CURB YOUR ENTHUSIASM MOMENT
I had to return something at Best Buy tonight and I was already in a sour mood of sorts. Sir Saunders called me on the way and he told me about his grandmother’s funeral and it sounded like such beautiful event with much love. It improved my mood just talking to him which is usually the case. We were still on the phone when the Best Buy door guy tags my return with a sticker and I head to the line.
As I get closer to customer service I see that no one is at any register, then coming up on my right is a guy with a big Bose box. As we both get closer he speeds up to try and beat me there. Now I’m on the phone and only half take in what’s happening. Steve and I are discussing whether we can go biking Saturday and still make niece Maddie’s first birthday party. So as this guy tries to beat me to the line, by instinct I speed up to and beat the guy to the register.
He says to me, “I need to sit this on the counter” so I move up a few feet and continue with Saunders. Not long after a girl comes to the register and helps him. He doesn’t say anything. Saunders, I think, can tell that I’m distracted and we end the phone conversation.
I'm sure most people would have said nothing, but you know me. So I said, “Hey, why did you cut in front of me. You said you wanted to sit your box on the counter?”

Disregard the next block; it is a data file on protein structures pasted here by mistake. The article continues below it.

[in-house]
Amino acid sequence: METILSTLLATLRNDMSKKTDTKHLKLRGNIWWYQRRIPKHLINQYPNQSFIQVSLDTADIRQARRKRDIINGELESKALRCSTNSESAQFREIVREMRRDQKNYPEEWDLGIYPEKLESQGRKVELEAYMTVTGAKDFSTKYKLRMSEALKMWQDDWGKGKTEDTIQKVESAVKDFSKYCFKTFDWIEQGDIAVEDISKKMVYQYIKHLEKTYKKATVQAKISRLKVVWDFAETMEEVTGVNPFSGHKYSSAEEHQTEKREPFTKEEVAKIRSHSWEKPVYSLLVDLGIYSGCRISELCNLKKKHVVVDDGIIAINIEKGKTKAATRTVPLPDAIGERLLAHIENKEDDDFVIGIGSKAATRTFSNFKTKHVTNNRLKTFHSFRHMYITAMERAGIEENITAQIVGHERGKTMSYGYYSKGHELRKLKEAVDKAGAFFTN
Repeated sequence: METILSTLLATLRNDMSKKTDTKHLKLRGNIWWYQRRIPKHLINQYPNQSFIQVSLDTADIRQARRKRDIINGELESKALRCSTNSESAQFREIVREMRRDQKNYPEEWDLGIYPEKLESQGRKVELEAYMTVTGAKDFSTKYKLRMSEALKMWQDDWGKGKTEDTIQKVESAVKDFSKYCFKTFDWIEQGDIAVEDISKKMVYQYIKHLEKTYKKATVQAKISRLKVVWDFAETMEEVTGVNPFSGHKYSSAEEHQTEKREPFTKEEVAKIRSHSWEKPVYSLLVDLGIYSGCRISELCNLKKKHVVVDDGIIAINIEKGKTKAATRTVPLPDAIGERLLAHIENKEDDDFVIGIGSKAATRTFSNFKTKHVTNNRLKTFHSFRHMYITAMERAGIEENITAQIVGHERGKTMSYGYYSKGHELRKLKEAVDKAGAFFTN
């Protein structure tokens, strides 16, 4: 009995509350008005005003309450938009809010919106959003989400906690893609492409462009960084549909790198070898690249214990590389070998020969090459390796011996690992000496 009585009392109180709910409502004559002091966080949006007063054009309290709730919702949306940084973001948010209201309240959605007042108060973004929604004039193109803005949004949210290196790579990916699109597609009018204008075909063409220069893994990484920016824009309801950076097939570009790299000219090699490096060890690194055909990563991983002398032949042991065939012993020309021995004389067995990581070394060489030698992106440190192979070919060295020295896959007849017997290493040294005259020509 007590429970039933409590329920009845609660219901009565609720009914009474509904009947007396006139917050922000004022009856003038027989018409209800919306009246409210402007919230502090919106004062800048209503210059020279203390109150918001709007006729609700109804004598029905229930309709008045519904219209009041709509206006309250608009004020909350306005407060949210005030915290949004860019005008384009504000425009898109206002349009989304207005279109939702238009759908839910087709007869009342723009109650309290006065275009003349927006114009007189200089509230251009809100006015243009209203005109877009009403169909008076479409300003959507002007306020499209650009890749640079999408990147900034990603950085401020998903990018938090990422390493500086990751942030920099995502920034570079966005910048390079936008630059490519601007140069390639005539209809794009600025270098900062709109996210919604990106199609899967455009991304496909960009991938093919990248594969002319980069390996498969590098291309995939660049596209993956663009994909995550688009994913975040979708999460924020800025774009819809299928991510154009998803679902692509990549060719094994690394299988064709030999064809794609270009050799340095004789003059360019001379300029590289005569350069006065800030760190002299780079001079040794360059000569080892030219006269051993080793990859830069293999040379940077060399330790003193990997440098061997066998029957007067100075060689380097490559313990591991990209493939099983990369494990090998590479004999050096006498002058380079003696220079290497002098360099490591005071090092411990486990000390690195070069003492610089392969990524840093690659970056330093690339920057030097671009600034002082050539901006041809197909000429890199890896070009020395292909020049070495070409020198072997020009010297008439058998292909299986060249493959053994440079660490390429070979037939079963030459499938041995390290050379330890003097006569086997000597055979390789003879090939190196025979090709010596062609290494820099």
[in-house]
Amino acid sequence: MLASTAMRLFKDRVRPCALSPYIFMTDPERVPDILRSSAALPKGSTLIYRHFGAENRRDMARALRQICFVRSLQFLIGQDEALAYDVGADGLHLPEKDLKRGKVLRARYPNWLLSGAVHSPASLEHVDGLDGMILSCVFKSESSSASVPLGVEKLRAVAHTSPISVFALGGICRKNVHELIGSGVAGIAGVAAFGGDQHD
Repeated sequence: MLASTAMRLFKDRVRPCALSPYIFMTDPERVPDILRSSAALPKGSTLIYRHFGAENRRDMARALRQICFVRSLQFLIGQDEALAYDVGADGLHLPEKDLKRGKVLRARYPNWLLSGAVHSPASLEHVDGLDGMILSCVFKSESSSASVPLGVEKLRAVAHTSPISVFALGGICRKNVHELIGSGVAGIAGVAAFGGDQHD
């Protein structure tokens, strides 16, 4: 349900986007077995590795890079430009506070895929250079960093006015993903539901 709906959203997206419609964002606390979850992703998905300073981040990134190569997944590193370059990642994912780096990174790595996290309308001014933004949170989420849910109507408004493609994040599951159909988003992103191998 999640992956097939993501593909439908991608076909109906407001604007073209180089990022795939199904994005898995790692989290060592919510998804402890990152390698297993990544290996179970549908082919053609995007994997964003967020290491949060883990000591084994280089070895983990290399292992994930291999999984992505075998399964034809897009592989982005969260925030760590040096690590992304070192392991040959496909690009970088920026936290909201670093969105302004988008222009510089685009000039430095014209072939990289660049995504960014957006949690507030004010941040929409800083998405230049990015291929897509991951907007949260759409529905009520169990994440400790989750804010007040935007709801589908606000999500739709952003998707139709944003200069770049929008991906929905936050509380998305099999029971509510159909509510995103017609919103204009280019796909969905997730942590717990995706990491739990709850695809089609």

He said, “I was here first.”
I said, “You were behind me.”
He said, “She already had my paperwork.”
The cashier said not a thing during the exchange. And even though he was a bigger guy than me, he sheepishly left on the paperwork line and hustled to the door.
Looking back, the way he tried to get ahead of me makes sense if he was worried about being in an awkward position, because he was mid-transaction, and no authority figure was present to vouch for him.
I’ve been in similar situations before. I wait my turn in line and when the customer service person returns he/she decides whether to bring me to the front of the line. I don’t take it for granted that I am next when the only other person in line has never seen me. He could have set his box on the floor and waited for her to return.
More importantly, if you ask a person to let you sit something on the counter and then it looks like you took that opportunity to jump the line, the answer isn’t I was here first, but you apologize for the misunderstanding and then explain. And I think that was the uncomfortable part, his having to explain the situation to a scary stranger. This wasn’t some kid, but a guy around 40 years old and he looked successful.
That's what makes this story interesting to me. He's too proud for a humble explanation and yet a part of him acts like he did something wrong and he needs to defend himself. He's lost without an authority figure.